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Introduction

Introduction: A quick history
10,000 BC – Asians crossed the Bering Strait and moved from north to south: the birth of the Indians.
4,000 BC – evidence of agriculture in Sierra Nevada (Colombia) where the Kuna oral tradition places its origins.
500 BC – evidence of pottery, figurines, jewelry in Darien, former territory of the Kuna Indians. The Kuna population is evaluated in 500 to 600.000 souls.
1492 – The Outlaw Christopher Columbus leaves Spain and De Bastidas discovered Panama. The first governor, Balboa marries the daughter of a Kuna chief and with the help of the Kuna community, crosses the isthmus to the Pacific. But Balboa, the good governor, is suspected of treason and executed by the Spanish.
1519 – The new governor Arias (“the cruel”) moves the Spanish headquarters to the Pacific coast (now Old Panama), but also massacred many indigenous Kuna living in the city. The survivors moved to the mountains in the north.
1787 – After several attempts at domination, the Spanish leave the mountains to the Kunas.
1821 – Panama Joins Colombia to declare its independence from Spain.
1850 – The Kuna Indians are beginning to settle in the Caribbean coast and some of the 370 islands.
1903 – Panama separated from Colombia: The Kuna Indians are faithful to Colombia and a conflict begins with Panama.
1915 – President Porras seeks to destroy the Kuna resistance establishing a governor on the east end of Kuna Yala in El Porvenir. The presence of black police officers in Colon involved in rapes, robberies and repressions against traditional culture originate  a resistance movement.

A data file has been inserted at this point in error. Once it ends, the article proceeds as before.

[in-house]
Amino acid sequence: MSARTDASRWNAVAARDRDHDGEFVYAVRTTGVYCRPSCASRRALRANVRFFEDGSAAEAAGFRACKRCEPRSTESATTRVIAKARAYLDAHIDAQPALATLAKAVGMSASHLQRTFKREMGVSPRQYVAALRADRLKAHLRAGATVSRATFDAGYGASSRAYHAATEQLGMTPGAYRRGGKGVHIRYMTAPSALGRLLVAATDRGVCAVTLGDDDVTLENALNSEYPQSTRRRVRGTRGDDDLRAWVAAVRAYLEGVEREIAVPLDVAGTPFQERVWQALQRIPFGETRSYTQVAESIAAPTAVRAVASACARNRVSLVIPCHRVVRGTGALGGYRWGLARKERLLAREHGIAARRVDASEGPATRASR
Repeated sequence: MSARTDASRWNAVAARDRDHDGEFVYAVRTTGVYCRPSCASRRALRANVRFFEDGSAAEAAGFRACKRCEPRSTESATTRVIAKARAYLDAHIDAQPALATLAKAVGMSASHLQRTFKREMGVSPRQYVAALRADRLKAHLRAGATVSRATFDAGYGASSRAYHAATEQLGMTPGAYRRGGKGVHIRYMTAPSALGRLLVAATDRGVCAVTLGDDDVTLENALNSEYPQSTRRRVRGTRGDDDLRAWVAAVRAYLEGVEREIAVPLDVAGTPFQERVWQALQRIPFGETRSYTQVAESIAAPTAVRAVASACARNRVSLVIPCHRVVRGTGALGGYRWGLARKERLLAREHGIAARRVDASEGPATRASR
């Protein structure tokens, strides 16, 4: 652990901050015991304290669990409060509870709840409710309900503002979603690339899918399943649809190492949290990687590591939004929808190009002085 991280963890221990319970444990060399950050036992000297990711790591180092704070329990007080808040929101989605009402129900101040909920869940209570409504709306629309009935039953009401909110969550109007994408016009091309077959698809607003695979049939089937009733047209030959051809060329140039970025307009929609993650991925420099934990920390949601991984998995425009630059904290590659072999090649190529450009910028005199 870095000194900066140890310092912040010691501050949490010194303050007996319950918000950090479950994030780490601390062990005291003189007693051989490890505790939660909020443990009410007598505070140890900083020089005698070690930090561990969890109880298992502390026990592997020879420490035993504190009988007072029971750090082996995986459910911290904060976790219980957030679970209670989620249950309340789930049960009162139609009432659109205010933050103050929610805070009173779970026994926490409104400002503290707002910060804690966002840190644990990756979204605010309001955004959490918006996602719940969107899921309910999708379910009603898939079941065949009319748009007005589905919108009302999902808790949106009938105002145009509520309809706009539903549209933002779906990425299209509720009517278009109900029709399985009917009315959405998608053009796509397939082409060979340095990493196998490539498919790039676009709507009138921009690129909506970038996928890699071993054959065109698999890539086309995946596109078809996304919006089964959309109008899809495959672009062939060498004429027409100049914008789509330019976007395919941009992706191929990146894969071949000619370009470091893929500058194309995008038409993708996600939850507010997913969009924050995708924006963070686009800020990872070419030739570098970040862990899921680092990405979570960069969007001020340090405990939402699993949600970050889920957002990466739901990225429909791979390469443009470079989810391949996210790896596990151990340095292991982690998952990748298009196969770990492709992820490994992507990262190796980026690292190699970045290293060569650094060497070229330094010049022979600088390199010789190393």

1925 (February 22) – The Kunas, led by Nene Kantule proclaim the Republic of Tule: they killed  the police and the half blood children. Panama is preparing to send troops, but the Kunas ask at the same time for a mediation by the United States. The USS Cleveland, crossing this area, arrives to El Porvenir on February 27, forcing both sides to negotiate.
1930 – Autonomy is granted and the implementation of the Kuna territory.
1953 – Panama grants to the indigenous Kunas, legal and administrative status codified by a constitution.
1972 – The Kuna Indians are now elected at the General Assembly of Panama.
1999 – A Kuna Indian is elected as president of the General Assembly of Panama.

Organization and Daily Life

The Famous Molas

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